Corticosteroids Therapy on the Development of Interstitial Fibrosis in Patients With HIV Infection and Mild Pneumocystis Jirovecii Pneumonia (PCP)

2014-07-24 14:18:26 | BioPortfolio


To explore the effects of corticosteroid therapy on pulmonary fibrosis and potentially pneumothorax in patients with mild PCP (pO2 >70mmHg) combined with the standard of care treatment of antibiotic therapy.


Although the development of highly active anti-retroviral therapy has substantially reduced the incidence of Pneumocystis jirovecii pneumonia (PCP) among HIV-infected individuals, PCP remains one of the most common presenting opportunistic infection among this population. The use of adjunctive corticosteroids in the treatment of patients with moderate to severe PCP has resulted in a significant improvement in the development of respiratory failure and mortality.

Past studies have demonstrated no clinical benefit in patients with mild disease (pO2>75 torr on room air). This may have been due to the fact that few patients with mild disease develop either respiratory failure or die during the course of the acute illness so that a statistical difference could not be demonstrated.

However, considering parameters other than mortality, there is some evidence to suggest that patients with high pO2 concentrations benefit from adjunctive corticosteroids. PCP is associated with the development of pulmonary fibrosis and this can have significant consequences. Pathological studies have shown the development of interstitial fibrosis late in the course of acute illness. Studies have documented the presence of diffuse interstitial pneumonitis five months after the onset of acute illness. Therefore, patients with PCP infection, regardless of their pO2 level on presentation may benefit from corticosteroid therapy.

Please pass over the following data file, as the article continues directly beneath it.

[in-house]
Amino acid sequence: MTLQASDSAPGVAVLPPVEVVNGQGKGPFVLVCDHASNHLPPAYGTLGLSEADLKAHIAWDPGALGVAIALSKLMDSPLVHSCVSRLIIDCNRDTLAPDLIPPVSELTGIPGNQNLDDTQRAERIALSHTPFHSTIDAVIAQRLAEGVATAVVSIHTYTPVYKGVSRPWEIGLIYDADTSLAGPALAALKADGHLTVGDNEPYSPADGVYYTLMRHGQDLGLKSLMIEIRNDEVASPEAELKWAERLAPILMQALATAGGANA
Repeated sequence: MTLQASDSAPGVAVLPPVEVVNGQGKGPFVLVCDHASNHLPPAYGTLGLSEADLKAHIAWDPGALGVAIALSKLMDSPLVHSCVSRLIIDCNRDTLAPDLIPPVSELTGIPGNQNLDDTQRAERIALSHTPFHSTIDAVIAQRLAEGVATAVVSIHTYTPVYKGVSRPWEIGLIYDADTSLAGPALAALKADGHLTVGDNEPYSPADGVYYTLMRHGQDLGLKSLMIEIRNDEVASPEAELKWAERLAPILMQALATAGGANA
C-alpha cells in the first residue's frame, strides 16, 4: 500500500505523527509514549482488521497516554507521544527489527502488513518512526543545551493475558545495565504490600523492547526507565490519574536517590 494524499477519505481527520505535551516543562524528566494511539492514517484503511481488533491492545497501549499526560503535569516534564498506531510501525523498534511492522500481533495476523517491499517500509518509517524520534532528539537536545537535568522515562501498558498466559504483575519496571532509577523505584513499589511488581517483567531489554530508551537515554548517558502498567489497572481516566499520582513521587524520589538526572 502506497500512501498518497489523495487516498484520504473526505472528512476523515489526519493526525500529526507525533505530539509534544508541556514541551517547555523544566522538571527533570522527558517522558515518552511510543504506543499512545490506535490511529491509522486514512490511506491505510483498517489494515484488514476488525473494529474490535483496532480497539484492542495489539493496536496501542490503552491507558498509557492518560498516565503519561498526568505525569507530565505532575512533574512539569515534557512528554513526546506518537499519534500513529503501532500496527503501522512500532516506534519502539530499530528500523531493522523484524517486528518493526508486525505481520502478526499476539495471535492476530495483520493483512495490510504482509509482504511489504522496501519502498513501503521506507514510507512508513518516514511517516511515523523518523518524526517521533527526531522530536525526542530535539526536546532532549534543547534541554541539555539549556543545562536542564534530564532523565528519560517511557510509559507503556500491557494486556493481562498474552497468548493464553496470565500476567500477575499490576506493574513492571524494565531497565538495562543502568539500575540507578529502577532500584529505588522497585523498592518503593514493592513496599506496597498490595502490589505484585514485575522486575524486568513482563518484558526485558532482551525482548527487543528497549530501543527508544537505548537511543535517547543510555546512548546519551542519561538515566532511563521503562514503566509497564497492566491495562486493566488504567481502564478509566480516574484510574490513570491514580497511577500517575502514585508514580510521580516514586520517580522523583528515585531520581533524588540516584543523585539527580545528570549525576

The current standard of care therapy for patients with PCP does not involve the addition of corticosteroids to standard antibiotics in those patients with pO2>70 mmHG. This study propose to conduct a randomized, prospective, un-blinded clinical trial to explore the effects of corticosteroid therapy on pulmonary fibrosis in patients with mild PCP who are admitted to the George Washington University Hospital.

Study Design

Allocation: Randomized, Control: Active Control, Intervention Model: Parallel Assignment, Masking: Open Label, Primary Purpose: Treatment


Pneumocystis Carinii Pneumonia


Antibiotics only, Antibiotics + Corticosteroids, Corticosteroids + antibiotics


George Washington University Medical Faculty Associates
District of Columbia
United States




George Washington University

Results (where available)

View Results


Published on BioPortfolio: 2014-07-24T14:18:26-0400

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Nonsusceptibility of bacteria to the action of the beta-lactam antibiotics. Mechanisms responsible for beta-lactam resistance may be degradation of antibiotics by BETA-LACTAMASES, failure of antibiotics to penetrate, or low-affinity binding of antibiotics to targets.

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